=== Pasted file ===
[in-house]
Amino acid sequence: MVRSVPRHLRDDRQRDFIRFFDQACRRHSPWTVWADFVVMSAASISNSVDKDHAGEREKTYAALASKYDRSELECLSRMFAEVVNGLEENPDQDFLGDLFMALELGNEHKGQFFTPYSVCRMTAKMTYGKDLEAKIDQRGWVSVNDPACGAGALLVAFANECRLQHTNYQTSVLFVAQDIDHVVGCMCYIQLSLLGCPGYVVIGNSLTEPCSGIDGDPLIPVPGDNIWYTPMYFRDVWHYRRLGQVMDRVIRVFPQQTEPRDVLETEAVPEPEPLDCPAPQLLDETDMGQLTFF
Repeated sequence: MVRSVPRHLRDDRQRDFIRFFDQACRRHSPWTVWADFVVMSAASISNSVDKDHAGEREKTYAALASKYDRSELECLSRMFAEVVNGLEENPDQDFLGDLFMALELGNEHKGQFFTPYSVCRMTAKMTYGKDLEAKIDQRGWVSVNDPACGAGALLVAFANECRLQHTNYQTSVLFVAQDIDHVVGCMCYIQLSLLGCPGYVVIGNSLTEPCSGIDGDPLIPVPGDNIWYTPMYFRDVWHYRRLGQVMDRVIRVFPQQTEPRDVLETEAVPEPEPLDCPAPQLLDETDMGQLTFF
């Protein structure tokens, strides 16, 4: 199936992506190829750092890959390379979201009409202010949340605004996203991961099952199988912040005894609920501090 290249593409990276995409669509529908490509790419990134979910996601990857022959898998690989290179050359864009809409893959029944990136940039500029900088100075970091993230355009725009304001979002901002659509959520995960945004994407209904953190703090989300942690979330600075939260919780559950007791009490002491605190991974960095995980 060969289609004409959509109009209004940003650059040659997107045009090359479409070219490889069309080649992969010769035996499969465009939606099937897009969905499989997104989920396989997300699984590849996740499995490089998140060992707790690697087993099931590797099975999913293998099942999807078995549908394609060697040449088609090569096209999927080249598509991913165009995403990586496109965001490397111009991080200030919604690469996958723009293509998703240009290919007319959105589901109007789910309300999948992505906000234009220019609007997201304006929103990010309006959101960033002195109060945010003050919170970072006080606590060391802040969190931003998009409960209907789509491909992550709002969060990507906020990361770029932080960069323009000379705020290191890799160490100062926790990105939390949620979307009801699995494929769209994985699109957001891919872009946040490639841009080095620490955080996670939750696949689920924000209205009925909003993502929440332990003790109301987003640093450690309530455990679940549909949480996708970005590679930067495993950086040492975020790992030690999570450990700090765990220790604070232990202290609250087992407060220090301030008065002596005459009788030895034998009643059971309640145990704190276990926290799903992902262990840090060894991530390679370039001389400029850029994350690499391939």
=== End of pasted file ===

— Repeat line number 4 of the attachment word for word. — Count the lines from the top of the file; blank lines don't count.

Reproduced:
């Protein structure tokens, strides 16, 4: 199936992506190829750092890959390379979201009409202010949340605004996203991961099952199988912040005894609920501090 290249593409990276995409669509529908490509790419990134979910996601990857022959898998690989290179050359864009809409893959029944990136940039500029900088100075970091993230355009725009304001979002901002659509959520995960945004994407209904953190703090989300942690979330600075939260919780559950007791009490002491605190991974960095995980 060969289609004409959509109009209004940003650059040659997107045009090359479409070219490889069309080649992969010769035996499969465009939606099937897009969905499989997104989920396989997300699984590849996740499995490089998140060992707790690697087993099931590797099975999913293998099942999807078995549908394609060697040449088609090569096209999927080249598509991913165009995403990586496109965001490397111009991080200030919604690469996958723009293509998703240009290919007319959105589901109007789910309300999948992505906000234009220019609007997201304006929103990010309006959101960033002195109060945010003050919170970072006080606590060391802040969190931003998009409960209907789509491909992550709002969060990507906020990361770029932080960069323009000379705020290191890799160490100062926790990105939390949620979307009801699995494929769209994985699109957001891919872009946040490639841009080095620490955080996670939750696949689920924000209205009925909003993502929440332990003790109301987003640093450690309530455990679940549909949480996708970005590679930067495993950086040492975020790992030690999570450990700090765990220790604070232990202290609250087992407060220090301030008065002596005459009788030895034998009643059971309640145990704190276990926290799903992902262990840090060894991530390679370039001389400029850029994350690499391939």